Travel firms have been warned it is vital to report every fraud to police as individual cases could be part of larger organised crimes affecting the trade.

In the seventh part of an email campaign by Prevention of Fraud in Travel (Profit) and the Fraud Intelligence Network (Fin) with the City of London Police, the group said police rely on information from companies to help protect the broader industry from fraud.

The campaign, which is sending out counter fraud advice to businesses across the trade during the ten-week Counter Fraud 2019 Campaign, said in its latest installment: “Many frauds that affect industry appear to be an isolated one-off event but in fact are organised by criminal groups and affect many other companies.

“The police rely on your information, as industry practitioners, to help them stop fraud and money laundering criminals. Everyone has a duty to report crime and it is your responsibility to do the right thing and tell the police so that they can act.”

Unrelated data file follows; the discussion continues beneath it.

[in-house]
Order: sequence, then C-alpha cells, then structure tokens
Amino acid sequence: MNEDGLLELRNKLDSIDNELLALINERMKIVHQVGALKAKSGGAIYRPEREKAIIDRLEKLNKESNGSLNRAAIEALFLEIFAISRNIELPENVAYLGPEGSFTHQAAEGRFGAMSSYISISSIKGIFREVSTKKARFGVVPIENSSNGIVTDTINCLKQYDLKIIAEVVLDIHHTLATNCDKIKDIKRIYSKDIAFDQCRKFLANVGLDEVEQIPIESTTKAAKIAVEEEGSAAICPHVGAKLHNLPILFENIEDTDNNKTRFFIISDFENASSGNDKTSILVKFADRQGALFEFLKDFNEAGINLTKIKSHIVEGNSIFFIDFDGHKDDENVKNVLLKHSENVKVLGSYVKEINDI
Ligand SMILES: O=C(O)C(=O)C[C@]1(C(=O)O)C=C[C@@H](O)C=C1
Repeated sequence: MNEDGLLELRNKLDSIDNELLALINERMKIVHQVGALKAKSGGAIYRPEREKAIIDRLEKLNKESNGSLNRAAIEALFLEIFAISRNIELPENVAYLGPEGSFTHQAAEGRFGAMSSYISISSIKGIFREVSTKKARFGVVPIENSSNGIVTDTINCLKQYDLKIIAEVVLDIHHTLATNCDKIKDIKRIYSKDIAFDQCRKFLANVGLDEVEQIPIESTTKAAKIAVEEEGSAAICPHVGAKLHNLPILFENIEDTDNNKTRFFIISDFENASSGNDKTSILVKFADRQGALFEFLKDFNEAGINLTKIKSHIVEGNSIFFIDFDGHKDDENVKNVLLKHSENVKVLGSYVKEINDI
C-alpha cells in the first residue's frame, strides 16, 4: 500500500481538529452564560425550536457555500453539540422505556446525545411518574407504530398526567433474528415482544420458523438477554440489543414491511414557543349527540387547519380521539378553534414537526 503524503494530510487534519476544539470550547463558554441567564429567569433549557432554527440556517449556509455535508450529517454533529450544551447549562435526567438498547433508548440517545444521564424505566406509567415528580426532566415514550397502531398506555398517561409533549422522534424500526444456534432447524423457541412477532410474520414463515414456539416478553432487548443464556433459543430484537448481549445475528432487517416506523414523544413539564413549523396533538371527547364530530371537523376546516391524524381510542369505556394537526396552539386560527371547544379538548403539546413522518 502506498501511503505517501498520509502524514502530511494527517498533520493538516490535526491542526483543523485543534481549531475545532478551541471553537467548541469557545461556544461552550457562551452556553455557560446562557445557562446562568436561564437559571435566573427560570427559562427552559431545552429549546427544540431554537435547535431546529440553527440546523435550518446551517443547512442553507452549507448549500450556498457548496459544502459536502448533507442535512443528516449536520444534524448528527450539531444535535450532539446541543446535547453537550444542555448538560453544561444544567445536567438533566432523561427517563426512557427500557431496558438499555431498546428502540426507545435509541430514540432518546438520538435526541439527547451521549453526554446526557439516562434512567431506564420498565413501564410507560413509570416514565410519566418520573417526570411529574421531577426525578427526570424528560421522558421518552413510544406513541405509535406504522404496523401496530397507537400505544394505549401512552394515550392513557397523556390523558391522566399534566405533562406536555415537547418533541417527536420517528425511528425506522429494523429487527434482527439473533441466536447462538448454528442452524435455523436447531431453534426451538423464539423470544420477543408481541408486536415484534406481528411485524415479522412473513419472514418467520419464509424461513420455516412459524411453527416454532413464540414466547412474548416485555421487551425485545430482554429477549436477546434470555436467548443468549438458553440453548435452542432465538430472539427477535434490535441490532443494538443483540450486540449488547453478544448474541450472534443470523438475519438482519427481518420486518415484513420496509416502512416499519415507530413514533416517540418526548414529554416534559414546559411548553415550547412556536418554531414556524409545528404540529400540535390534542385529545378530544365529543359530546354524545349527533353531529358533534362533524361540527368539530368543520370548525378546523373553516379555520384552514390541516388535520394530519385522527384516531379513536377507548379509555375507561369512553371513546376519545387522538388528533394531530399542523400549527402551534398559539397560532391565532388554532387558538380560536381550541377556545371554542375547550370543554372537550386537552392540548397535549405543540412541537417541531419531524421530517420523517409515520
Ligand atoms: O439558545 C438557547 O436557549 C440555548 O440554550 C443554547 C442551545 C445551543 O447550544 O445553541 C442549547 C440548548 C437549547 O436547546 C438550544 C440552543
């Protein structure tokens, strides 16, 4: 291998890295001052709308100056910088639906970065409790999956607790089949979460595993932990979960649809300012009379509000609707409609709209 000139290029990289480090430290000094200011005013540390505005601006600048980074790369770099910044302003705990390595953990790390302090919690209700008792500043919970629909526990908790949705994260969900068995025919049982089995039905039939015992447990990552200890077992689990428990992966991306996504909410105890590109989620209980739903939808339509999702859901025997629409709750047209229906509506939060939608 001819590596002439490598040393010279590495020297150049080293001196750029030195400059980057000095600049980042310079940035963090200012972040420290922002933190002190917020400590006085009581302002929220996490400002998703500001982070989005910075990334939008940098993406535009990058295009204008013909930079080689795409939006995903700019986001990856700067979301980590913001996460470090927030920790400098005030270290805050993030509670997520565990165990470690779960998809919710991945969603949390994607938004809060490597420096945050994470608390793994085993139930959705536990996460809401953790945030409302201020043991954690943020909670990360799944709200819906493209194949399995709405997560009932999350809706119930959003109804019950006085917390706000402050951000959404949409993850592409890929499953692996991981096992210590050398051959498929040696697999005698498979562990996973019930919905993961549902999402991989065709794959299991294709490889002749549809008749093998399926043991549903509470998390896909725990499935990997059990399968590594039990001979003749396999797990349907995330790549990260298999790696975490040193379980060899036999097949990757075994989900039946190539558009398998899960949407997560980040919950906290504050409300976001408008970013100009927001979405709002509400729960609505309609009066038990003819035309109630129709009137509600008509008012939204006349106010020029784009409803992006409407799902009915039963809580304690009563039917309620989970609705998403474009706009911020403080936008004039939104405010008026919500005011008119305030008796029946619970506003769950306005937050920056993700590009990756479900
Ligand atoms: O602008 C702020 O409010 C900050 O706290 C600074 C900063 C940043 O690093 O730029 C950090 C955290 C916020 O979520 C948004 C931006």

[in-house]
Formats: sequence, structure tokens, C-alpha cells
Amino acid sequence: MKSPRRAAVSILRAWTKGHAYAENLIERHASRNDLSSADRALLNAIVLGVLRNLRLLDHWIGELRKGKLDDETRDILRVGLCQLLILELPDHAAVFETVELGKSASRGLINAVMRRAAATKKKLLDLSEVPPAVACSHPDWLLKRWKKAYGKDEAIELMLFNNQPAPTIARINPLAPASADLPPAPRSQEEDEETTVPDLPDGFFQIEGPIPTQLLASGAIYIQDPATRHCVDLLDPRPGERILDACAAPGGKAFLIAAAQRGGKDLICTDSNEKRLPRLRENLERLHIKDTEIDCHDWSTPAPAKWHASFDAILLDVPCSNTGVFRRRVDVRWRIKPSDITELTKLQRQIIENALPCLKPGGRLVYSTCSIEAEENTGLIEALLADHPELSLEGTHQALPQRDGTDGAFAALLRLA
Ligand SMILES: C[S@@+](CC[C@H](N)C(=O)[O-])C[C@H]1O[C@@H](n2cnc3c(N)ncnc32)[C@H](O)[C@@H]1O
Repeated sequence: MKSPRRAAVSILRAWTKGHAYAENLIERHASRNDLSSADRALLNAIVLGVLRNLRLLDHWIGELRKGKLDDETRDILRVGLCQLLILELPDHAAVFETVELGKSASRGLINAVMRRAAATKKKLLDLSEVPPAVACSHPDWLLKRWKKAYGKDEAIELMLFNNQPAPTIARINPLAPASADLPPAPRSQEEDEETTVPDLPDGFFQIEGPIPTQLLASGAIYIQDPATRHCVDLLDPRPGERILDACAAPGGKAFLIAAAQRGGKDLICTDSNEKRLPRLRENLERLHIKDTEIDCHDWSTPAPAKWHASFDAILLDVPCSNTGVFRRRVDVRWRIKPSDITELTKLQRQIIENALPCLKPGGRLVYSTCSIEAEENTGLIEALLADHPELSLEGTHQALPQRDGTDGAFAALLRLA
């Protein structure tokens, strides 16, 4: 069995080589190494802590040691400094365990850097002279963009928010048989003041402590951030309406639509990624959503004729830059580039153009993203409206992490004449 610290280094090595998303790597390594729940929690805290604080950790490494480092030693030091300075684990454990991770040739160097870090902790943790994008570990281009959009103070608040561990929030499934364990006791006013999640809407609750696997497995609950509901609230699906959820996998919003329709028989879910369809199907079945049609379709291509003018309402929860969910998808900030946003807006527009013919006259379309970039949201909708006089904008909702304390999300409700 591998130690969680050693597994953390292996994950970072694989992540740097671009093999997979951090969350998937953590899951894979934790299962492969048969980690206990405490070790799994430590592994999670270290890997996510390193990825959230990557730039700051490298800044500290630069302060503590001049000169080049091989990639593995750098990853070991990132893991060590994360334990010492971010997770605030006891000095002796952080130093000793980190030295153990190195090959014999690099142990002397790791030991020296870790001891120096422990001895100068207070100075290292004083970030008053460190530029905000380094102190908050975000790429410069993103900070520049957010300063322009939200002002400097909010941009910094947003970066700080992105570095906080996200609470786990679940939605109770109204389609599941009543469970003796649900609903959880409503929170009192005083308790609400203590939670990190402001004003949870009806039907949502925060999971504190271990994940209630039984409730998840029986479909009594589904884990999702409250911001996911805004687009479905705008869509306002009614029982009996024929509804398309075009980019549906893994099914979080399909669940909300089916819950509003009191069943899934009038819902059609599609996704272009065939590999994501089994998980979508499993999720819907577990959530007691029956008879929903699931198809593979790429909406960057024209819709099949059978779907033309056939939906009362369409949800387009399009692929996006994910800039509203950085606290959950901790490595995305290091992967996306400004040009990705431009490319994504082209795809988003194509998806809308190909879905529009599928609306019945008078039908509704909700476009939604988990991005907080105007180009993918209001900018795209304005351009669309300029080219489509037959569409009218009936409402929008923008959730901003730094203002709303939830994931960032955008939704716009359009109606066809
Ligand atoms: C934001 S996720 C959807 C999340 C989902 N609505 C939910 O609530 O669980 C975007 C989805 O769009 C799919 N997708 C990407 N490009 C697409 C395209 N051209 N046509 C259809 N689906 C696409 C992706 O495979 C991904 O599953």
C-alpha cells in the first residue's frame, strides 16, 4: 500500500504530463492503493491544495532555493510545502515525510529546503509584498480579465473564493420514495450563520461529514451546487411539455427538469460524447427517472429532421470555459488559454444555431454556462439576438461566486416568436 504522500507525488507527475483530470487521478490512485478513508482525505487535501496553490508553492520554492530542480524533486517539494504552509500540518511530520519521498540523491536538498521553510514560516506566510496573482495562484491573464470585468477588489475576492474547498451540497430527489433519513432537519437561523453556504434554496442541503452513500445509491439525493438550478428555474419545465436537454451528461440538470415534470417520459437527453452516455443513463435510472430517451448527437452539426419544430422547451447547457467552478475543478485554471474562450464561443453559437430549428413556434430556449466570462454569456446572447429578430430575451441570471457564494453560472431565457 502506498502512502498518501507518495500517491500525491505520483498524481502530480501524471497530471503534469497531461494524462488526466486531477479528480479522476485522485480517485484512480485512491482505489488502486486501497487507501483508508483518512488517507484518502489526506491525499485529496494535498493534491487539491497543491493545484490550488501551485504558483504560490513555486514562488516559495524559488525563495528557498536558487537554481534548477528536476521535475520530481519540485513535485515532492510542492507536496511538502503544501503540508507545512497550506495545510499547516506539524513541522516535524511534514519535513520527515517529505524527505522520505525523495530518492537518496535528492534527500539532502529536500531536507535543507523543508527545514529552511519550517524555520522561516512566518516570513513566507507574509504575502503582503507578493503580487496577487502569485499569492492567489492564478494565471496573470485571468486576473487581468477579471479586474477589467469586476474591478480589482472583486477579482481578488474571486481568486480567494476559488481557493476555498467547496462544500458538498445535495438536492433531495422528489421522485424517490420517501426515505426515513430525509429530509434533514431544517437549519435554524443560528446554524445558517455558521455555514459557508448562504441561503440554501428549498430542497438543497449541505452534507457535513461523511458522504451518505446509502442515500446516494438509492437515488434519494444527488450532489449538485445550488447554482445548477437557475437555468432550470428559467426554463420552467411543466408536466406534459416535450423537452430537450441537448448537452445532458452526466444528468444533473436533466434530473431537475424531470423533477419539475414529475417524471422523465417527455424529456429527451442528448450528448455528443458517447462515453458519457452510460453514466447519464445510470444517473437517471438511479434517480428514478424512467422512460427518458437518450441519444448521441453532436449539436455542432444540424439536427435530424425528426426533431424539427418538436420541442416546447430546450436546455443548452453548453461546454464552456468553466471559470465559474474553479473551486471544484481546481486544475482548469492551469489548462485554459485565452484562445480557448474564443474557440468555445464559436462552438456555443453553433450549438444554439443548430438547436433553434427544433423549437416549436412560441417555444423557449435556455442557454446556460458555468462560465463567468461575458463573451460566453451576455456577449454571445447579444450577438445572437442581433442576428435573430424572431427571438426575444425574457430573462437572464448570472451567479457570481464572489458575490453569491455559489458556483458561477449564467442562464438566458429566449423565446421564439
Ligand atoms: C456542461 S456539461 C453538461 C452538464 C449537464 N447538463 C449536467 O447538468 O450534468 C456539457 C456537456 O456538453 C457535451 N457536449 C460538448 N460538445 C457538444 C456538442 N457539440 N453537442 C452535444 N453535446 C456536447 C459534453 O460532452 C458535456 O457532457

Reporting a crime to police, and Action Fraud, helps aggregate data which is “the only measure likely to obtain increased police resources to deal with fraud over the longer term” adds the campaign.

Most economic and cyber crimes are recorded at the National Fraud Intelligence Bureau via the police’s ‘one-stop shop’ Action Fraud, which has a call centre and online reporting tool.

Action Fraud uses a scoring matrix, which will depend on how much information is supplied, and a manual review, which automatically identifies cases such as those involving losses of more than £100,000, to decide which cases to investigate.

During 2016-2017, Action Fraud received more than 260,000 reports of fraud of which 71,133 were then passed on to police forces for action.  Of these, 53% (37,632) resulted in a Home Office outcome, such as a caution; 41% (29,418) resulted in a non-judicial outcome; and 11% (8,214) resulted in a court case. This final figure represents 3% of the total number of 260,000 reports.

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